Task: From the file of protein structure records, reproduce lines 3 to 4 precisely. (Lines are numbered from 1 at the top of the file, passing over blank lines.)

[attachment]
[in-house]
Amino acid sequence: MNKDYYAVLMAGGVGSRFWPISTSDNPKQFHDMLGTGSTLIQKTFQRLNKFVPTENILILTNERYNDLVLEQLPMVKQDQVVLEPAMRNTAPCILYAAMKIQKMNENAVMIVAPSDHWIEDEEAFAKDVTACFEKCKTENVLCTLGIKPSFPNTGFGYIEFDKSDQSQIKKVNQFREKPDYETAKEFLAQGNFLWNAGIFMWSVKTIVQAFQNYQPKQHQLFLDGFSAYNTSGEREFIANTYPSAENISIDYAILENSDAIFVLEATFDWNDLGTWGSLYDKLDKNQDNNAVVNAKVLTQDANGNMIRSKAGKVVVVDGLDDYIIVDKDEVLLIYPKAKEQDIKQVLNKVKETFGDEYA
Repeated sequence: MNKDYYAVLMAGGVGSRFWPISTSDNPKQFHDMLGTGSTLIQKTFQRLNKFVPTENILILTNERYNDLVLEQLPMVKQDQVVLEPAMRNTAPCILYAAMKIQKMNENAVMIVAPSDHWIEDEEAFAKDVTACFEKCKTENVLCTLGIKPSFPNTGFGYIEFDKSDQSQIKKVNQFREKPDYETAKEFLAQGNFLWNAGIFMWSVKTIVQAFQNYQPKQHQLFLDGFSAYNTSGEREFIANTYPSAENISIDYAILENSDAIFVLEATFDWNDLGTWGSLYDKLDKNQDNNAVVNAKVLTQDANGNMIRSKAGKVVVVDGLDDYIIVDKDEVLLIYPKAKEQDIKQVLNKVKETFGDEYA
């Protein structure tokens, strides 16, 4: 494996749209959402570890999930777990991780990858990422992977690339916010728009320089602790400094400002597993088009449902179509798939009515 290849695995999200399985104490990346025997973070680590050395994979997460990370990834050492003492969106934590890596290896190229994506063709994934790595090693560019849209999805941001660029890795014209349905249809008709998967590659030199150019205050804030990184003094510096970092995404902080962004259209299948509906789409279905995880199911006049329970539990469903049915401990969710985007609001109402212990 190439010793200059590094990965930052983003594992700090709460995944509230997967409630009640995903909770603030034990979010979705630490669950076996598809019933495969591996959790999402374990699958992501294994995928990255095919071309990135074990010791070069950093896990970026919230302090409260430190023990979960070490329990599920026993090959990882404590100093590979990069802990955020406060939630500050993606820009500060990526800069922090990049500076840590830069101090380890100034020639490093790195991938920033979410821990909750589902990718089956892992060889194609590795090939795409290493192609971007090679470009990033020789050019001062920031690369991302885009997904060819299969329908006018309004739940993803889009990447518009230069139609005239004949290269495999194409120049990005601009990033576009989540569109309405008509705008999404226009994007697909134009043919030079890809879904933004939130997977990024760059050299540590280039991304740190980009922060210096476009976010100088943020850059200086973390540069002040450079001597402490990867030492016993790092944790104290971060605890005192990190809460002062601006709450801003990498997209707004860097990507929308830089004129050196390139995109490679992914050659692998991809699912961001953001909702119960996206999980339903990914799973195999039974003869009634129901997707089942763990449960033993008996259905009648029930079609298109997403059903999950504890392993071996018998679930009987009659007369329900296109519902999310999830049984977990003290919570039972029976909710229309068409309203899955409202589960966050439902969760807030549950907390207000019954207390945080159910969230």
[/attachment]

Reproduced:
Repeated sequence: MNKDYYAVLMAGGVGSRFWPISTSDNPKQFHDMLGTGSTLIQKTFQRLNKFVPTENILILTNERYNDLVLEQLPMVKQDQVVLEPAMRNTAPCILYAAMKIQKMNENAVMIVAPSDHWIEDEEAFAKDVTACFEKCKTENVLCTLGIKPSFPNTGFGYIEFDKSDQSQIKKVNQFREKPDYETAKEFLAQGNFLWNAGIFMWSVKTIVQAFQNYQPKQHQLFLDGFSAYNTSGEREFIANTYPSAENISIDYAILENSDAIFVLEATFDWNDLGTWGSLYDKLDKNQDNNAVVNAKVLTQDANGNMIRSKAGKVVVVDGLDDYIIVDKDEVLLIYPKAKEQDIKQVLNKVKETFGDEYA
């Protein structure tokens, strides 16, 4: 494996749209959402570890999930777990991780990858990422992977690339916010728009320089602790400094400002597993088009449902179509798939009515 290849695995999200399985104490990346025997973070680590050395994979997460990370990834050492003492969106934590890596290896190229994506063709994934790595090693560019849209999805941001660029890795014209349905249809008709998967590659030199150019205050804030990184003094510096970092995404902080962004259209299948509906789409279905995880199911006049329970539990469903049915401990969710985007609001109402212990 190439010793200059590094990965930052983003594992700090709460995944509230997967409630009640995903909770603030034990979010979705630490669950076996598809019933495969591996959790999402374990699958992501294994995928990255095919071309990135074990010791070069950093896990970026919230302090409260430190023990979960070490329990599920026993090959990882404590100093590979990069802990955020406060939630500050993606820009500060990526800069922090990049500076840590830069101090380890100034020639490093790195991938920033979410821990909750589902990718089956892992060889194609590795090939795409290493192609971007090679470009990033020789050019001062920031690369991302885009997904060819299969329908006018309004739940993803889009990447518009230069139609005239004949290269495999194409120049990005601009990033576009989540569109309405008509705008999404226009994007697909134009043919030079890809879904933004939130997977990024760059050299540590280039991304740190980009922060210096476009976010100088943020850059200086973390540069002040450079001597402490990867030492016993790092944790104290971060605890005192990190809460002062601006709450801003990498997209707004860097990507929308830089004129050196390139995109490679992914050659692998991809699912961001953001909702119960996206999980339903990914799973195999039974003869009634129901997707089942763990449960033993008996259905009648029930079609298109997403059903999950504890392993071996018998679930009987009659007369329900296109519902999310999830049984977990003290919570039972029976909710229309068409309203899955409202589960966050439902969760807030549950907390207000019954207390945080159910969230």